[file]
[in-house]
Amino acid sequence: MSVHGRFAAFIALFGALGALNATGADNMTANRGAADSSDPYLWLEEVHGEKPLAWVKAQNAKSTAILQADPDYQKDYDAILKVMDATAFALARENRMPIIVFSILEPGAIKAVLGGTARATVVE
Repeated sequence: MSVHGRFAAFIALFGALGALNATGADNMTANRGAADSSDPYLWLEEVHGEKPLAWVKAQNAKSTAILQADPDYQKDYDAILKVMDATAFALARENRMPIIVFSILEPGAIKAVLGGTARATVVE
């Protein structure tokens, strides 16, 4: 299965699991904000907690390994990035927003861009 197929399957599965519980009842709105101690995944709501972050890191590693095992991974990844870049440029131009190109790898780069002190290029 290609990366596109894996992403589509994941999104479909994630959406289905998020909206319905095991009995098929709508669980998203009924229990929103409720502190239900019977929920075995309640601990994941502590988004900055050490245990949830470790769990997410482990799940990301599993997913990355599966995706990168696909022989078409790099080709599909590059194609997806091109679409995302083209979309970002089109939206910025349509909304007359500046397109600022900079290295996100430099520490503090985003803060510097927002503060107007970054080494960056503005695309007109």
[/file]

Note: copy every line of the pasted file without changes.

[in-house]
Amino acid sequence: MSVHGRFAAFIALFGALGALNATGADNMTANRGAADSSDPYLWLEEVHGEKPLAWVKAQNAKSTAILQADPDYQKDYDAILKVMDATAFALARENRMPIIVFSILEPGAIKAVLGGTARATVVE
Repeated sequence: MSVHGRFAAFIALFGALGALNATGADNMTANRGAADSSDPYLWLEEVHGEKPLAWVKAQNAKSTAILQADPDYQKDYDAILKVMDATAFALARENRMPIIVFSILEPGAIKAVLGGTARATVVE
């Protein structure tokens, strides 16, 4: 299965699991904000907690390994990035927003861009 197929399957599965519980009842709105101690995944709501972050890191590693095992991974990844870049440029131009190109790898780069002190290029 290609990366596109894996992403589509994941999104479909994630959406289905998020909206319905095991009995098929709508669980998203009924229990929103409720502190239900019977929920075995309640601990994941502590988004900055050490245990949830470790769990997410482990799940990301599993997913990355599966995706990168696909022989078409790099080709599909590059194609997806091109679409995302083209979309970002089109939206910025349509909304007359500046397109600022900079290295996100430099520490503090985003803060510097927002503060107007970054080494960056503005695309007109």